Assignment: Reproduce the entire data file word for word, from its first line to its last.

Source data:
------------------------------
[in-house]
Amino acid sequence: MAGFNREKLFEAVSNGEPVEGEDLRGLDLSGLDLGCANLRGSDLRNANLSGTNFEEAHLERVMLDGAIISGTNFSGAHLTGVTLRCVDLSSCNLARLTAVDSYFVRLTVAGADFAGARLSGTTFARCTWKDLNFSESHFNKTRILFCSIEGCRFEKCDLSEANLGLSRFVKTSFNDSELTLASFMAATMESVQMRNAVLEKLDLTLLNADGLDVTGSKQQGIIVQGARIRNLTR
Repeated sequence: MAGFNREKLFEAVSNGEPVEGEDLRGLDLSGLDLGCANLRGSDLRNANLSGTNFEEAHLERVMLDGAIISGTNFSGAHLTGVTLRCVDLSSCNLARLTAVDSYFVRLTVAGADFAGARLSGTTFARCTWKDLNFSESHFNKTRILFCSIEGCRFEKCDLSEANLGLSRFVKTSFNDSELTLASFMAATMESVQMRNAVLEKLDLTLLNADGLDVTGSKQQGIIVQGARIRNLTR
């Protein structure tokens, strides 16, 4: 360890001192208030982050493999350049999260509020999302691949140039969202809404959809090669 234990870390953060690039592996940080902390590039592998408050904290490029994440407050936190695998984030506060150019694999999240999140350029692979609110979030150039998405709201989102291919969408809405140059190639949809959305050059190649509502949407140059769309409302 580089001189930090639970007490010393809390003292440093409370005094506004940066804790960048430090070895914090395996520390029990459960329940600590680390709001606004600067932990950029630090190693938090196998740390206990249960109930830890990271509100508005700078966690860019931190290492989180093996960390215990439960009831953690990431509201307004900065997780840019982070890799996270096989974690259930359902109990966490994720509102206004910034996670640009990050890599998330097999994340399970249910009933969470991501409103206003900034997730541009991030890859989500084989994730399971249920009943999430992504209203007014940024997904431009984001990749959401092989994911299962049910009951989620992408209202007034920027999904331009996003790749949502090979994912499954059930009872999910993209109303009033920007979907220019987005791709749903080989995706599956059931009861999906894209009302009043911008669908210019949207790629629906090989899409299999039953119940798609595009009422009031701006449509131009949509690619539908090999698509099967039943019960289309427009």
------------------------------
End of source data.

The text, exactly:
[in-house]
Amino acid sequence: MAGFNREKLFEAVSNGEPVEGEDLRGLDLSGLDLGCANLRGSDLRNANLSGTNFEEAHLERVMLDGAIISGTNFSGAHLTGVTLRCVDLSSCNLARLTAVDSYFVRLTVAGADFAGARLSGTTFARCTWKDLNFSESHFNKTRILFCSIEGCRFEKCDLSEANLGLSRFVKTSFNDSELTLASFMAATMESVQMRNAVLEKLDLTLLNADGLDVTGSKQQGIIVQGARIRNLTR
Repeated sequence: MAGFNREKLFEAVSNGEPVEGEDLRGLDLSGLDLGCANLRGSDLRNANLSGTNFEEAHLERVMLDGAIISGTNFSGAHLTGVTLRCVDLSSCNLARLTAVDSYFVRLTVAGADFAGARLSGTTFARCTWKDLNFSESHFNKTRILFCSIEGCRFEKCDLSEANLGLSRFVKTSFNDSELTLASFMAATMESVQMRNAVLEKLDLTLLNADGLDVTGSKQQGIIVQGARIRNLTR
């Protein structure tokens, strides 16, 4: 360890001192208030982050493999350049999260509020999302691949140039969202809404959809090669 234990870390953060690039592996940080902390590039592998408050904290490029994440407050936190695998984030506060150019694999999240999140350029692979609110979030150039998405709201989102291919969408809405140059190639949809959305050059190649509502949407140059769309409302 580089001189930090639970007490010393809390003292440093409370005094506004940066804790960048430090070895914090395996520390029990459960329940600590680390709001606004600067932990950029630090190693938090196998740390206990249960109930830890990271509100508005700078966690860019931190290492989180093996960390215990439960009831953690990431509201307004900065997780840019982070890799996270096989974690259930359902109990966490994720509102206004910034996670640009990050890599998330097999994340399970249910009933969470991501409103206003900034997730541009991030890859989500084989994730399971249920009943999430992504209203007014940024997904431009984001990749959401092989994911299962049910009951989620992408209202007034920027999904331009996003790749949502090979994912499954059930009872999910993209109303009033920007979907220019987005791709749903080989995706599956059931009861999906894209009302009043911008669908210019949207790629629906090989899409299999039953119940798609595009009422009031701006449509131009949509690619539908090999698509099967039943019960289309427009």